Last Tuesday he warmed up by completing the deepest solo mission during a test dive off Papua New Guinea, travelling a record-breaking 8.2 kilometres below the surface.
It’s all in preparation of becoming the first human to visit the Mariana Trench’s Challenger Deep, an 11 kilometre deep trench in the Pacific Ocean, in over 50 years.
In a sub he’s designed himself, dubbed the DeepSea Challenger, he’s expected to spend six hours on the seafloor, collecting a grab bag of animals, data, and other specimens, and filming his journey with several 3-D, high-definition cameras and an eight-foot-tall (2.4-meter-tall) array of LED lights.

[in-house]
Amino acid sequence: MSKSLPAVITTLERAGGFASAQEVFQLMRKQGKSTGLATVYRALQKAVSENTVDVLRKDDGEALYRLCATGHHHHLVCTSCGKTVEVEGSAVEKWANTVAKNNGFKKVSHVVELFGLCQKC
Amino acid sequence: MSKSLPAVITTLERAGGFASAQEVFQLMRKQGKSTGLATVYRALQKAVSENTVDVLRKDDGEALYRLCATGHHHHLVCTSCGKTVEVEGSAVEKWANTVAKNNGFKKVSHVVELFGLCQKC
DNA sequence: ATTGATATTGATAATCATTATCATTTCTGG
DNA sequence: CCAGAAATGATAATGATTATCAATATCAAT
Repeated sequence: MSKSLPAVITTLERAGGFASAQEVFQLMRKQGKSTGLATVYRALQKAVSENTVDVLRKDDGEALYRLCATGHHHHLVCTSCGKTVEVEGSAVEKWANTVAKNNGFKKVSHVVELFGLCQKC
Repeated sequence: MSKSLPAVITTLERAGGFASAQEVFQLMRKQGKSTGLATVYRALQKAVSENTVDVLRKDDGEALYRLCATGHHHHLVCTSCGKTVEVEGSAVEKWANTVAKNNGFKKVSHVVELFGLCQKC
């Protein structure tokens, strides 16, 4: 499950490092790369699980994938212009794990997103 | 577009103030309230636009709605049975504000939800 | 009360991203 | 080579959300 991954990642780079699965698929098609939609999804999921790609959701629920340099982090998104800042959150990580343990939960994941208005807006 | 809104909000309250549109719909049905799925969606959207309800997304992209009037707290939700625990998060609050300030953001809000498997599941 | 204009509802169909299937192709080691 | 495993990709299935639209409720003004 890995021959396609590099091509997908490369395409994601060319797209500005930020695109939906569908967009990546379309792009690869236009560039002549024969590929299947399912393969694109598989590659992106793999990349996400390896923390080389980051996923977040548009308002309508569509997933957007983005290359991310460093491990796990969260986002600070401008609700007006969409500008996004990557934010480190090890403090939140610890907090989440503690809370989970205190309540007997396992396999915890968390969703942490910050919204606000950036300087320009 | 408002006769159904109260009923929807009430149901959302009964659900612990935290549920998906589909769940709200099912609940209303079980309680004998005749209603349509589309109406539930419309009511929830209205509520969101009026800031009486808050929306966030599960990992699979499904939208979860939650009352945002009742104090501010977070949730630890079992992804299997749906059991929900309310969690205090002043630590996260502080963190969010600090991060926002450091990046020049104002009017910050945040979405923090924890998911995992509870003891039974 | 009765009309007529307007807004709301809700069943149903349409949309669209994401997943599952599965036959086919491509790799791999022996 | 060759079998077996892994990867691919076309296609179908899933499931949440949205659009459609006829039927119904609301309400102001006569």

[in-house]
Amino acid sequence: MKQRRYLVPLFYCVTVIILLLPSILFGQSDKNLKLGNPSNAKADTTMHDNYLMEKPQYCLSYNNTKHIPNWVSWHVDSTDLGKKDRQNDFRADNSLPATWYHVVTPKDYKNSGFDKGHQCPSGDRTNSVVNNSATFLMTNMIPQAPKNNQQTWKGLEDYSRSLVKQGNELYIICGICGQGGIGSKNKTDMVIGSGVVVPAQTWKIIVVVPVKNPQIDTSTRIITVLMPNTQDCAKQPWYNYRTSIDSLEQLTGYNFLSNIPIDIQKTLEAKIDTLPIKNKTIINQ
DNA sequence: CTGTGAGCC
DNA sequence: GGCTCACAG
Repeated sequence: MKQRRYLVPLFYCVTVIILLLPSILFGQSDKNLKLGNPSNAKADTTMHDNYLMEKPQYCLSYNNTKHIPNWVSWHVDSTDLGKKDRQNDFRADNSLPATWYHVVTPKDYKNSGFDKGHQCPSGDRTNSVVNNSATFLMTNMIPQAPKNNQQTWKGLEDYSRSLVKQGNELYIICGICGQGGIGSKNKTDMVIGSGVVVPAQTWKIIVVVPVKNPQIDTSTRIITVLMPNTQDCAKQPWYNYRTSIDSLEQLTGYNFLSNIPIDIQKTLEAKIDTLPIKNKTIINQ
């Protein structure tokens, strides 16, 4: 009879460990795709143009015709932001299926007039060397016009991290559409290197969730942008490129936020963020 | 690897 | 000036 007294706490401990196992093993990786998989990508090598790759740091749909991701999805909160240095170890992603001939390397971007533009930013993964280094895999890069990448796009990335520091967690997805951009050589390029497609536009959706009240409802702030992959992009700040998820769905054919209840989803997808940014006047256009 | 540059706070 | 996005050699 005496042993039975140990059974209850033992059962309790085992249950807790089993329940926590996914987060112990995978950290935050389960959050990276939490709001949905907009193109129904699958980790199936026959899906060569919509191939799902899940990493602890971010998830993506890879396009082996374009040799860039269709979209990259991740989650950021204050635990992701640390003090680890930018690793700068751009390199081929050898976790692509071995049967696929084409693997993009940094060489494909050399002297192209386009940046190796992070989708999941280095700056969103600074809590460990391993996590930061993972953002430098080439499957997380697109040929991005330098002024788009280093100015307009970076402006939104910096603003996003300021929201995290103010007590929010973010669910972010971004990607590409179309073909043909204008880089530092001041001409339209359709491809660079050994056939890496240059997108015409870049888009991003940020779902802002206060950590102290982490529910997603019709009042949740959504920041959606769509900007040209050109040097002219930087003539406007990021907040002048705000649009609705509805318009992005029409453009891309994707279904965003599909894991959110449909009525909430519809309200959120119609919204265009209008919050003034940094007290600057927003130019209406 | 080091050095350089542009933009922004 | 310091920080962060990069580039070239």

But traveling that deep is no easy feat, and comes with a lot of pressure — literally. On the sea floor, Cameron’s sub will experience water pressures approaching 16,000 pounds per square inch.
Cameron acknowledged the unknown dangers and risks of the future dive.
“When you’re making a movie, everybody’s read the script and they know what’s going to happen next,” said Cameron. “When you’re on an expedition, nature hasn’t read the script, the ocean hasn’t read the script, and no one knows what’s going to happen next.”
Are you excited for James Cameron’s deep-sea expedition?